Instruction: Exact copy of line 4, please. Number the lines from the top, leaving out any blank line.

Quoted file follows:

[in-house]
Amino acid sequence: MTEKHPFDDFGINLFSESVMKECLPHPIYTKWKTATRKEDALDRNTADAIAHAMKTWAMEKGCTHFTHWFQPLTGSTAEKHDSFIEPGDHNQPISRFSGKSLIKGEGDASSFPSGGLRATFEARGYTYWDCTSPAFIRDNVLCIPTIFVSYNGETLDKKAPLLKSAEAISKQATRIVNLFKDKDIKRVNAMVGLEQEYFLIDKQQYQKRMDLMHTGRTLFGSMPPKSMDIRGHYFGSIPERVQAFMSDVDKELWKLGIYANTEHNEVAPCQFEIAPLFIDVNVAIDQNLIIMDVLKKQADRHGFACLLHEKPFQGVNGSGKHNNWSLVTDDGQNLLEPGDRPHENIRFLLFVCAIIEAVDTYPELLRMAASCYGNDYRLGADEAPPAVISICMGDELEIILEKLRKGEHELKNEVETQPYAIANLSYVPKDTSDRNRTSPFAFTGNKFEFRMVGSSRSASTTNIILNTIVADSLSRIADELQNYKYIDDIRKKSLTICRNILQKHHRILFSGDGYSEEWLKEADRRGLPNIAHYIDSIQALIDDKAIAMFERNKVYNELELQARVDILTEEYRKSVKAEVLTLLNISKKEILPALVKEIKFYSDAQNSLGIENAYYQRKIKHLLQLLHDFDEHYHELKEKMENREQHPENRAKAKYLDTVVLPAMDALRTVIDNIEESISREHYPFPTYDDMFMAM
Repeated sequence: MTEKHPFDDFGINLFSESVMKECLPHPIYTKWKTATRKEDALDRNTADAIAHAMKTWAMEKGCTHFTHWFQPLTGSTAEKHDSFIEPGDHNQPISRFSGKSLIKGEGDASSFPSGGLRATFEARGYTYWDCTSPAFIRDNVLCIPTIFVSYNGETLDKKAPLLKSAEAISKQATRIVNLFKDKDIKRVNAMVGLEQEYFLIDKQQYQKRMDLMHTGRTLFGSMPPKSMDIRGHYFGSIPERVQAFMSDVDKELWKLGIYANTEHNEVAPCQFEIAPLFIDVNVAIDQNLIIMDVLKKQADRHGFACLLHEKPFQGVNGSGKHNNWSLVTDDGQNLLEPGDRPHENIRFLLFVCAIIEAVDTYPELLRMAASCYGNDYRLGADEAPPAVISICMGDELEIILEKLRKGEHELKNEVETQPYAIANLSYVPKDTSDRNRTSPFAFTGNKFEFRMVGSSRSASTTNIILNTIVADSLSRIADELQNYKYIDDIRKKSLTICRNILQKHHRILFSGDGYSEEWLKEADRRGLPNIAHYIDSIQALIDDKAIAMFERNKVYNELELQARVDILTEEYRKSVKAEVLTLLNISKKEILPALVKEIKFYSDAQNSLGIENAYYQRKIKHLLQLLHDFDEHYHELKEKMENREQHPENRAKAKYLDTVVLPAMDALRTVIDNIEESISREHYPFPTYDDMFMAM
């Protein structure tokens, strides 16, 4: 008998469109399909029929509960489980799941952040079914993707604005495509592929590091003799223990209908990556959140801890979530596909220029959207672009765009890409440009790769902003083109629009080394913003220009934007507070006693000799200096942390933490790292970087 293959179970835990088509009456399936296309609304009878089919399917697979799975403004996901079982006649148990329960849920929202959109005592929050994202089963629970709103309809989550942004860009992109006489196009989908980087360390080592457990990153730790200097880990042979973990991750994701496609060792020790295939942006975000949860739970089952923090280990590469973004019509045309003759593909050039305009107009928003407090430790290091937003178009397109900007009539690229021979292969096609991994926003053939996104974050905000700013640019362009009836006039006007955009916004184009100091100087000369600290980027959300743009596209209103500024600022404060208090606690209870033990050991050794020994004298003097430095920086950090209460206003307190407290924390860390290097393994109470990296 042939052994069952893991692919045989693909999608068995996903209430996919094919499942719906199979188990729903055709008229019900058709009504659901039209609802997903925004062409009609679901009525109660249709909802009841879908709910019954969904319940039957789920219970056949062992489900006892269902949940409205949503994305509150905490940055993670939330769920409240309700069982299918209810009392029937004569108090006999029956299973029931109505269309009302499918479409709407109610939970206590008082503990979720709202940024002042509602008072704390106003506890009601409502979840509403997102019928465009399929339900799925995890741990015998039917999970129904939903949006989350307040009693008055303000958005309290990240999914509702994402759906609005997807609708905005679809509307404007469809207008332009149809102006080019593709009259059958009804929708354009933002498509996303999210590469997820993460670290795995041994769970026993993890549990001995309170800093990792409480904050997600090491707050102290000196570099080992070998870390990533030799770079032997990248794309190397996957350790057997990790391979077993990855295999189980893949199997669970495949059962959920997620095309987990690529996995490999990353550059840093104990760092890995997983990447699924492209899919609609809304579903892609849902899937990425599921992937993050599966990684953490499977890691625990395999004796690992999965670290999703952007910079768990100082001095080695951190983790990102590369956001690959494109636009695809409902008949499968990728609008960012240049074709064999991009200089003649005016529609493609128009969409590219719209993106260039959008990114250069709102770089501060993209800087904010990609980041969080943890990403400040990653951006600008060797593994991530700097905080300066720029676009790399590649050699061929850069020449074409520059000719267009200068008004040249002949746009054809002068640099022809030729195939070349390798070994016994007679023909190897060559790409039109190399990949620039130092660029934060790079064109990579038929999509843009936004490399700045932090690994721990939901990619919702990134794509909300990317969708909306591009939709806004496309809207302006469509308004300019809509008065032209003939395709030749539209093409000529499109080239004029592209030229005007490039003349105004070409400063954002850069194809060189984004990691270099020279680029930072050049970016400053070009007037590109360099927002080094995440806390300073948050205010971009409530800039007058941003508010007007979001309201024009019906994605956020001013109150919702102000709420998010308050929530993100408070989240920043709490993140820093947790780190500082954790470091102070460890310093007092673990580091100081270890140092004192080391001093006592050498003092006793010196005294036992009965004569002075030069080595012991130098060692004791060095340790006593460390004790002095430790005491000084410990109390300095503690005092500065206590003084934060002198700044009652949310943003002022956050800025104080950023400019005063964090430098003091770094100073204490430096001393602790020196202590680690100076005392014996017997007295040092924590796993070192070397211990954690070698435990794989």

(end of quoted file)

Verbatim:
């Protein structure tokens, strides 16, 4: 008998469109399909029929509960489980799941952040079914993707604005495509592929590091003799223990209908990556959140801890979530596909220029959207672009765009890409440009790769902003083109629009080394913003220009934007507070006693000799200096942390933490790292970087 293959179970835990088509009456399936296309609304009878089919399917697979799975403004996901079982006649148990329960849920929202959109005592929050994202089963629970709103309809989550942004860009992109006489196009989908980087360390080592457990990153730790200097880990042979973990991750994701496609060792020790295939942006975000949860739970089952923090280990590469973004019509045309003759593909050039305009107009928003407090430790290091937003178009397109900007009539690229021979292969096609991994926003053939996104974050905000700013640019362009009836006039006007955009916004184009100091100087000369600290980027959300743009596209209103500024600022404060208090606690209870033990050991050794020994004298003097430095920086950090209460206003307190407290924390860390290097393994109470990296 042939052994069952893991692919045989693909999608068995996903209430996919094919499942719906199979188990729903055709008229019900058709009504659901039209609802997903925004062409009609679901009525109660249709909802009841879908709910019954969904319940039957789920219970056949062992489900006892269902949940409205949503994305509150905490940055993670939330769920409240309700069982299918209810009392029937004569108090006999029956299973029931109505269309009302499918479409709407109610939970206590008082503990979720709202940024002042509602008072704390106003506890009601409502979840509403997102019928465009399929339900799925995890741990015998039917999970129904939903949006989350307040009693008055303000958005309290990240999914509702994402759906609005997807609708905005679809509307404007469809207008332009149809102006080019593709009259059958009804929708354009933002498509996303999210590469997820993460670290795995041994769970026993993890549990001995309170800093990792409480904050997600090491707050102290000196570099080992070998870390990533030799770079032997990248794309190397996957350790057997990790391979077993990855295999189980893949199997669970495949059962959920997620095309987990690529996995490999990353550059840093104990760092890995997983990447699924492209899919609609809304579903892609849902899937990425599921992937993050599966990684953490499977890691625990395999004796690992999965670290999703952007910079768990100082001095080695951190983790990102590369956001690959494109636009695809409902008949499968990728609008960012240049074709064999991009200089003649005016529609493609128009969409590219719209993106260039959008990114250069709102770089501060993209800087904010990609980041969080943890990403400040990653951006600008060797593994991530700097905080300066720029676009790399590649050699061929850069020449074409520059000719267009200068008004040249002949746009054809002068640099022809030729195939070349390798070994016994007679023909190897060559790409039109190399990949620039130092660029934060790079064109990579038929999509843009936004490399700045932090690994721990939901990619919702990134794509909300990317969708909306591009939709806004496309809207302006469509308004300019809509008065032209003939395709030749539209093409000529499109080239004029592209030229005007490039003349105004070409400063954002850069194809060189984004990691270099020279680029930072050049970016400053070009007037590109360099927002080094995440806390300073948050205010971009409530800039007058941003508010007007979001309201024009019906994605956020001013109150919702102000709420998010308050929530993100408070989240920043709490993140820093947790780190500082954790470091102070460890310093007092673990580091100081270890140092004192080391001093006592050498003092006793010196005294036992009965004569002075030069080595012991130098060692004791060095340790006593460390004790002095430790005491000084410990109390300095503690005092500065206590003084934060002198700044009652949310943003002022956050800025104080950023400019005063964090430098003091770094100073204490430096001393602790020196202590680690100076005392014996017997007295040092924590796993070192070397211990954690070698435990794989």